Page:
It is an arboreal species of tropical moist evergreen forest, deciduous forest, secondary (disturbed) forest and coffee plantations. It is present in the lower canopy and understorey levels of the forest. It breeds in vegetation overhanging ponds, and the tadpoles develop in the pools.
If not for the eyes almost impossible to locate this!
Beddome's Leaping Frog (Indirana beddomii) is a species of frog found in the Western Ghats. They are usually detected by the long leaps as the flush from the ground when disturbed. The species is named after the naturalist Richard Henry Beddome.
The blue-eyed bush frog (Philautus neelanethrus) is a small, distinctive frog which gains its common name from the bright blue ring running around the edge of its protruding, golden eyes. Its scientific name, neelanthrus, means ‘blue eyes’ in Sanskrit, a historical local dialect (2).
The skin of the blue-eyed bush frog varies between yellow and cream and there are brown dots and blotches on the upperside of the body, indicating areas of granulation which can differ in intensity between individuals. The skin on the underside of the body has round, white blotches and is also granulated. The skin on the wide head of the blue-eyed bush frog features circular brown spots, and the snout is pointed and protrudes forward beyond the mouth (2).
The colouration of the male blue-eyed bush frog becomes more yellow and vivid during the breeding season. The female blue-eyed bush frog is likely to be slightly larger than the male (2).
Vocalisations are made by the blue-eyed bush frog during the breeding season, using the unpigmented vocal sac in the throat. Calls usually begin as a shrill ‘treek’ and are followed by a recurring ‘tink’ note (2).
True to its name,this froggy proved tricky to ID..The female is a brilliant green with little resemblance to the male.. Listed as Vulnerable because its extent of occurrence is estimated to be 7,204 km2, it is known from three threat-defined locations and its population is considered to be severely fragmented, and there is continuing decline in the extent and quality of its habitat in the Western Ghats of India Thanks Vipin Baliga for the ID :-)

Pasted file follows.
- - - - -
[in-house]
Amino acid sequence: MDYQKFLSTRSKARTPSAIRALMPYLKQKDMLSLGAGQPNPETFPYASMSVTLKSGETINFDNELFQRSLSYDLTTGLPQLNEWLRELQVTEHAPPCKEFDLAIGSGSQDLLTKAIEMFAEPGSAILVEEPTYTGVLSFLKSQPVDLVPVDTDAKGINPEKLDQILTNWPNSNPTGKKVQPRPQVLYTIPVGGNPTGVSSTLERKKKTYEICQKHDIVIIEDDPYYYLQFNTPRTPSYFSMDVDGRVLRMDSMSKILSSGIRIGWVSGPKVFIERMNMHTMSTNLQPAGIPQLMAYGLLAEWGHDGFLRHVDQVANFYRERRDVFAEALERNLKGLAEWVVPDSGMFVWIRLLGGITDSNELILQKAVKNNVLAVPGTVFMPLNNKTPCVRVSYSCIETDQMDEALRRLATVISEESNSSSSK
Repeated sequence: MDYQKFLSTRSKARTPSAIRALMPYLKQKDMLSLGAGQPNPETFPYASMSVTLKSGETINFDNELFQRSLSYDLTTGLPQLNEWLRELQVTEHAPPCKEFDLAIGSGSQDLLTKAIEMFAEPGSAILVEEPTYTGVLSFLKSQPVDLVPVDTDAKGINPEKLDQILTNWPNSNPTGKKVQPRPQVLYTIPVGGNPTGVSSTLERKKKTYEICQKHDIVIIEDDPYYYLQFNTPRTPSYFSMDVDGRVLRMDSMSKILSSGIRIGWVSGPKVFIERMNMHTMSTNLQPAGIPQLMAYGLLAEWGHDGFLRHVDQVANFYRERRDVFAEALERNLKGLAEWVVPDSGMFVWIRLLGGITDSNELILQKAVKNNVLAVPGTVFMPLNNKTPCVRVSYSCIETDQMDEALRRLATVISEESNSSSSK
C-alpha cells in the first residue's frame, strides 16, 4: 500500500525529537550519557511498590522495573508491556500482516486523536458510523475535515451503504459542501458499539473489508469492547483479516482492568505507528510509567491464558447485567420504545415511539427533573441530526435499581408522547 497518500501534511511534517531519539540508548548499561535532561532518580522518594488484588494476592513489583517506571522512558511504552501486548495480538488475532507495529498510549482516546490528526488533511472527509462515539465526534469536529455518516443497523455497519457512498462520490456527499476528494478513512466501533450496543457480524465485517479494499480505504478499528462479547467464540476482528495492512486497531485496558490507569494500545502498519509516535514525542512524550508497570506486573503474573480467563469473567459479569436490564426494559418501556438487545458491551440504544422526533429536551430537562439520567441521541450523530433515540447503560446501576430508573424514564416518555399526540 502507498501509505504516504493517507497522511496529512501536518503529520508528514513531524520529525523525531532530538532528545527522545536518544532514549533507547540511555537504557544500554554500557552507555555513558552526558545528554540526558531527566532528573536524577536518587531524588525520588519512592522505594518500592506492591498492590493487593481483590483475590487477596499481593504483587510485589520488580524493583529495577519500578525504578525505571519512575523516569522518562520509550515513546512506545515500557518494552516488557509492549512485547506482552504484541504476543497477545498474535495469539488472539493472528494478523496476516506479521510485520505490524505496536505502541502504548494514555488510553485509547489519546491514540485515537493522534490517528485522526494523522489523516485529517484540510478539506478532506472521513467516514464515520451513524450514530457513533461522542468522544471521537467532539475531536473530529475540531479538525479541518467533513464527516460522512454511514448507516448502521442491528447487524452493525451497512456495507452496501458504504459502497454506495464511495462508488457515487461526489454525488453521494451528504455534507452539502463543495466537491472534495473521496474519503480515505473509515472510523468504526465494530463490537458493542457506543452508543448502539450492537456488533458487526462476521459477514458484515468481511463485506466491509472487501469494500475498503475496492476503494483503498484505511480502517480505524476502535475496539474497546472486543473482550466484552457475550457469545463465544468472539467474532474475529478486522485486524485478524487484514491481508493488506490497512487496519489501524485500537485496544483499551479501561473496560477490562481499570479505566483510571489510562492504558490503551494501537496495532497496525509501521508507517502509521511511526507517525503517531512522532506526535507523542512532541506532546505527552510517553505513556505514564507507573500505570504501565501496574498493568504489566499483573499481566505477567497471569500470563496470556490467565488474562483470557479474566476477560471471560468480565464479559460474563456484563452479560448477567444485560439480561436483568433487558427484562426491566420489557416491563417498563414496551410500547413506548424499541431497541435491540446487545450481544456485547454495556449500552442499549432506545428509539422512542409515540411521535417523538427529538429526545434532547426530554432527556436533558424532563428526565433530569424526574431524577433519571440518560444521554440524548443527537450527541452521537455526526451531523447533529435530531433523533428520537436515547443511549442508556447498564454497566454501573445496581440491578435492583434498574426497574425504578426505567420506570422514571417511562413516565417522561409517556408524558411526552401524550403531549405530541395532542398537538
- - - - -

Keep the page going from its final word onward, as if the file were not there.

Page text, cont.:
Rhacophorus lateralis is an endangered species of Rhacophorid tree frog endemic to the Western Ghats in South India. Its natural habitats is subtropical or tropical moist lowland forests, intermittent freshwater marshes and plantations
The Dusky torrent frog (Micrixalus fuscus) is a species of small frog found in dense forested hill streams in the Western Ghats of India.
The bronzed frog (Hylarana temporalis) is a species of true frog found in the riparian evergreen forests of the Western Ghats, India and the highlands of Southwestern Sri Lanka. They are found abundantly on or close to the ground near water. Individuals are not shy and react by jumping only when provoked
A cute little Spider I bumped into one afternoon
A secretive frog located only by its calls amongst dense leaf litter and bushes in the coffee plantation and the sacred grove
An ant mimic spider mimics the ant to perfection.
Another spidey with stunning colours..Was gobbling up a few flies that afternoon..
Never imagined Spiders could be so colorful!And whats that on her head? A football!?
Found this chap in a sacred grove..No bigger tha a couple of cms.
Habitat shot of this Endemic species.
The Paris Peacock is a visual treat..Especially the hind portion,has got patches of brilliant blue..Is a surreal sight in flight! Seen here 'Dung Puddling'.
A lush dense patch of forest adjacent to a lake-A biodiversity hotspot.
A fairly common frog here in the western ghats :-)